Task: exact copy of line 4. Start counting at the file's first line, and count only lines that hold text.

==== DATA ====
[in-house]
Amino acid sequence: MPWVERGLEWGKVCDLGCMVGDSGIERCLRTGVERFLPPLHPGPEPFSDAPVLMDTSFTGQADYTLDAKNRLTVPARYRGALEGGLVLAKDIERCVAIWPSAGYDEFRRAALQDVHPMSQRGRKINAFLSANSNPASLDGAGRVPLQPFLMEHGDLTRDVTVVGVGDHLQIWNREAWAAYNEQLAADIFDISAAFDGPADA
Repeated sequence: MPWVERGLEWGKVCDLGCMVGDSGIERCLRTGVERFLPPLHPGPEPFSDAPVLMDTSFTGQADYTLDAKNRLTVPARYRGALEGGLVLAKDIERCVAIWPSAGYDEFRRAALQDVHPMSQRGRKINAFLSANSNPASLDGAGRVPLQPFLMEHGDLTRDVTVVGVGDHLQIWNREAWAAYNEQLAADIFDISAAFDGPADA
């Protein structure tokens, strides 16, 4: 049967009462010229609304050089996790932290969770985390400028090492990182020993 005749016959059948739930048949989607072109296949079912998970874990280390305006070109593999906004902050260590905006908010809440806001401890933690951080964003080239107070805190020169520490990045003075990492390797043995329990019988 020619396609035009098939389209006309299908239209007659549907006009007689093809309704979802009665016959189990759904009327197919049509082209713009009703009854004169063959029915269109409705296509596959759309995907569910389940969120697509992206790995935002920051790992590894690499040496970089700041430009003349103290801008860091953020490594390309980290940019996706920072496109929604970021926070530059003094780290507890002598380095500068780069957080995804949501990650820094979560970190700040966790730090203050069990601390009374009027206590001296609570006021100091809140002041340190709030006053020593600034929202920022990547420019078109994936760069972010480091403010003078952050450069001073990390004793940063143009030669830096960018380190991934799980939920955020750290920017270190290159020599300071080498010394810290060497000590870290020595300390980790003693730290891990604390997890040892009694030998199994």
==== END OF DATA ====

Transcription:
């Protein structure tokens, strides 16, 4: 049967009462010229609304050089996790932290969770985390400028090492990182020993 005749016959059948739930048949989607072109296949079912998970874990280390305006070109593999906004902050260590905006908010809440806001401890933690951080964003080239107070805190020169520490990045003075990492390797043995329990019988 020619396609035009098939389209006309299908239209007659549907006009007689093809309704979802009665016959189990759904009327197919049509082209713009009703009854004169063959029915269109409705296509596959759309995907569910389940969120697509992206790995935002920051790992590894690499040496970089700041430009003349103290801008860091953020490594390309980290940019996706920072496109929604970021926070530059003094780290507890002598380095500068780069957080995804949501990650820094979560970190700040966790730090203050069990601390009374009027206590001296609570006021100091809140002041340190709030006053020593600034929202920022990547420019078109994936760069972010480091403010003078952050450069001073990390004793940063143009030669830096960018380190991934799980939920955020750290920017270190290159020599300071080498010394810290060497000590870290020595300390980790003693730290891990604390997890040892009694030998199994």